We have some friends around the Sunshine coast, and I might see if a panel shop will do the repair up there, whilst we borrow or hire (Isuzu did say they’d help out) another vehicle. I’ve yet to see any hired vehicles that come with brake controllers though, so we can’t even move the camper even if we wanted to during that time, which is a bit of a problem.

Either way, its covered, and Isuzu (and us) would like to get it repaired and sorted ASAP.

I suspect that the new panels will be different in material, and dearly hope it doesn’t happen again.

Update August 2023

So, we’ve continued travelling, and completed the bookings that we had with caravan parks and cruises with family, and I started looking to get it booked in advance. Isuzu Ute Australia made it very clear that we’d have to start the entire process again with a different dealer, which I was not very happy about, but didn’t have much say.

I rang about 7 different dealers, and every single one of them (bar one; Paramatta Isuzu) wanted to see the vehicle before they’d do anything, which was not what I wanted to do, as its the same scenario as we’ve already repeated. By the time the vehicle gets inspected, approved for repairs and its ready to go, we’re miles away, and I was trying to pre-book it in, so it was ready for repair when we arrived at a place, and we’d wait for 3 weeks for the job to be done.

However, on our trip out to Stanage Bay, we lost aircon (which we’ve had happen before), and I assumed that the corrugations had just cracked the evaporator again. Just minutes out of camp though, we had two yellow fault lights come on, and I opened the bonnet to see what had happened, and discovered something of nightmares. I could visibly see a massive crack just in front of the battery on the passenger side, and it was bad.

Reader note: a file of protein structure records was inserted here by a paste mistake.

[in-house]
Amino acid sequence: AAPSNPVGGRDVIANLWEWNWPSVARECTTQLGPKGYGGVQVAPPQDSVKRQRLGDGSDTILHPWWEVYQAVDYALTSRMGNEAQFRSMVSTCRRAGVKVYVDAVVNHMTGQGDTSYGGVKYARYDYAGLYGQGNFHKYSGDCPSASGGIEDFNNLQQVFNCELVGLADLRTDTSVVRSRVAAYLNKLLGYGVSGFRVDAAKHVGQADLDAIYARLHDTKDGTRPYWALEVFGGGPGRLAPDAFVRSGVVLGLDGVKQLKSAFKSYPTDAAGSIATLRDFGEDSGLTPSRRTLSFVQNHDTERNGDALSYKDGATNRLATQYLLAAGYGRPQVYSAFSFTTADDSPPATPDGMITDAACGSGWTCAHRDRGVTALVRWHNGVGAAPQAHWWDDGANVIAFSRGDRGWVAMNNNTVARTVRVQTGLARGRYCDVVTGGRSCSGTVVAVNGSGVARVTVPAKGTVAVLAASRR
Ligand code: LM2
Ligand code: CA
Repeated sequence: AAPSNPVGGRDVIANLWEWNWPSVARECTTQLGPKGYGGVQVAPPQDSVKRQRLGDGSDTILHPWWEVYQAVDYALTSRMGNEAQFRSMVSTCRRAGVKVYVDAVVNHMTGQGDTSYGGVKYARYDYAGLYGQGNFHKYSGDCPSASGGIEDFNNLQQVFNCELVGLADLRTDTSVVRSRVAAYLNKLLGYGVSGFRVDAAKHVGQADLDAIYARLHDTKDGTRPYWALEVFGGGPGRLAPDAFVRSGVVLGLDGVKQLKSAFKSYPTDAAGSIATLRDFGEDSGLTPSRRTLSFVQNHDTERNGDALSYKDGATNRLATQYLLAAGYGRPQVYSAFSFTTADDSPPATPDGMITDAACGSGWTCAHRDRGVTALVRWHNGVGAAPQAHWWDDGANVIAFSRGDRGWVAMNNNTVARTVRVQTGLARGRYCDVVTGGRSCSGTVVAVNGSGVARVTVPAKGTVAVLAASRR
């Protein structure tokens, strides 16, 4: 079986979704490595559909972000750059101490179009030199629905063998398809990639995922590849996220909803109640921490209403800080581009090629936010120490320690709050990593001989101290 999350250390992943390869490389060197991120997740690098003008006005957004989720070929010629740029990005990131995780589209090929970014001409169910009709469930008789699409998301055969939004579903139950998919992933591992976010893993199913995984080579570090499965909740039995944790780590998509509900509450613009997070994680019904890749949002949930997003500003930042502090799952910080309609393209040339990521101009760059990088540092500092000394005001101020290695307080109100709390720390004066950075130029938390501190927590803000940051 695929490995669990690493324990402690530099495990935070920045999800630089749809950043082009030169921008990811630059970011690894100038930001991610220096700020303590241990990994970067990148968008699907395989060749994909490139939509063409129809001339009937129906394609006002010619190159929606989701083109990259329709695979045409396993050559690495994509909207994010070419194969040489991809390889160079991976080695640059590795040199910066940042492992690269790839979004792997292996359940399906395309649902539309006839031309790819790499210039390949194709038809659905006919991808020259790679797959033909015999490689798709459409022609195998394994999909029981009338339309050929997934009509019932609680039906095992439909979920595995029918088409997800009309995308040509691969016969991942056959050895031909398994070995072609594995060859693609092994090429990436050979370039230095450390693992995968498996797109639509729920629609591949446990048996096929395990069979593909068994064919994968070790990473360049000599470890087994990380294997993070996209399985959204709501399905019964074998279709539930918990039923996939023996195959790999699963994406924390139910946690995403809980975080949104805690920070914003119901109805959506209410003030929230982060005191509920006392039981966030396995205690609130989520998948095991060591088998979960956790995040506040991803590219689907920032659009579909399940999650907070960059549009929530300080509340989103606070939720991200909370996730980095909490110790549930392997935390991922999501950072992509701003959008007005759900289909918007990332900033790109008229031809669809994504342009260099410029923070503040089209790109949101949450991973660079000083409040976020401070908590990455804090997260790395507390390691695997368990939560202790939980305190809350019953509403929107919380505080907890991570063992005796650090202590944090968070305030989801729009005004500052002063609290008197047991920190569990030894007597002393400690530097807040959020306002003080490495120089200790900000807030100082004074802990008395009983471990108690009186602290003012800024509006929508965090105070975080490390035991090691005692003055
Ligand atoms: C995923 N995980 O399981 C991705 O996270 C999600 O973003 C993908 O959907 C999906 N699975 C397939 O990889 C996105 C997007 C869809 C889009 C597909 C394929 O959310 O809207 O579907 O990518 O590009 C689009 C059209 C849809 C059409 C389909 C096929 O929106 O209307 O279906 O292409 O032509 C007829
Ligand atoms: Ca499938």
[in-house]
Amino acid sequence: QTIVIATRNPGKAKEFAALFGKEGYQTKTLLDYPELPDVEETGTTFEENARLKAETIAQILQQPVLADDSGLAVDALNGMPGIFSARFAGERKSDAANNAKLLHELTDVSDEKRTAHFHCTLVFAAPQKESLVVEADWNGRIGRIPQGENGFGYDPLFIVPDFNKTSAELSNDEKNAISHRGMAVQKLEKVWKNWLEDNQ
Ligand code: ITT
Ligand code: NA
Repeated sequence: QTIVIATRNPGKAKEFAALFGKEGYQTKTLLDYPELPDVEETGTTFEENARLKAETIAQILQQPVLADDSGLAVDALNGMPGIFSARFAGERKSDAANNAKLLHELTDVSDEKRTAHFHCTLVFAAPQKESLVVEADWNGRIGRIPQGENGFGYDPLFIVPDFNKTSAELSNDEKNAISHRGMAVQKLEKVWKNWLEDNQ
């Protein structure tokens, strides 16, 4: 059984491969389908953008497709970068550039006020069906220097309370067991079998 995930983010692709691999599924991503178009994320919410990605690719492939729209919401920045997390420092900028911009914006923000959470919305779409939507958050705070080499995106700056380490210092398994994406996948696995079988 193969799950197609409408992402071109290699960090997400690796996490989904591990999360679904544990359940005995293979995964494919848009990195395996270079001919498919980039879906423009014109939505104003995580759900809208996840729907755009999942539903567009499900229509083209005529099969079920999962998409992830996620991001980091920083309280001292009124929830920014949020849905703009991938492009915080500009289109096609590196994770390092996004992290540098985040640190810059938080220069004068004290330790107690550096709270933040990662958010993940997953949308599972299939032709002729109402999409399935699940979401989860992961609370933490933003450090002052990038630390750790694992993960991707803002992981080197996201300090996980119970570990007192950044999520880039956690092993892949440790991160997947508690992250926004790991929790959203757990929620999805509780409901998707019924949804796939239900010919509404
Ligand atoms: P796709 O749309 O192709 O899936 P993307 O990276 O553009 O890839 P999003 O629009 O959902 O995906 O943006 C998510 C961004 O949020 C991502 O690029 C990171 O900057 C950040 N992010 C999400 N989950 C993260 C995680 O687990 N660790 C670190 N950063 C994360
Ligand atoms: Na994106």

I could see fluid sprayed everywhere, and it had a green tinge, and I was wondering if it was coolant. We limped to camp, where I discovered that the high pressure aircon line attaches to the part of the guard that cracked and sagged, and it most likely split the hose and let all the dye and oil out. I guess its better than a radiator coolant leak, but still no good. 

I rang Isuzu in Rockhampton, who were the closest dealer, and we’ll see what they can do, but they mentioned it needs inspecting, then approval, then its 3 – 4 weeks wait for the panel beaters to fit us in (which are 4 hours away as no one in Rockhampton is approved to do it), and then the repair will be 3 or so weeks.

That’s nearly 3 months of sitting in one spot, which is exactly what I was hoping to avoid, but it seems we don’t have a choice now. I’ll update as this changes, but its pretty disheartening! That’s our Big Lap on hold, for sure.

Update October 2023

The inner guards, along with the radiator support were replaced through Eagle Farm Isuzu, and we lost the vehicle for 3 weeks, whilst we had to pull up stumps for 7 weeks. You can read more about this at Dmax Inner Guard Repair.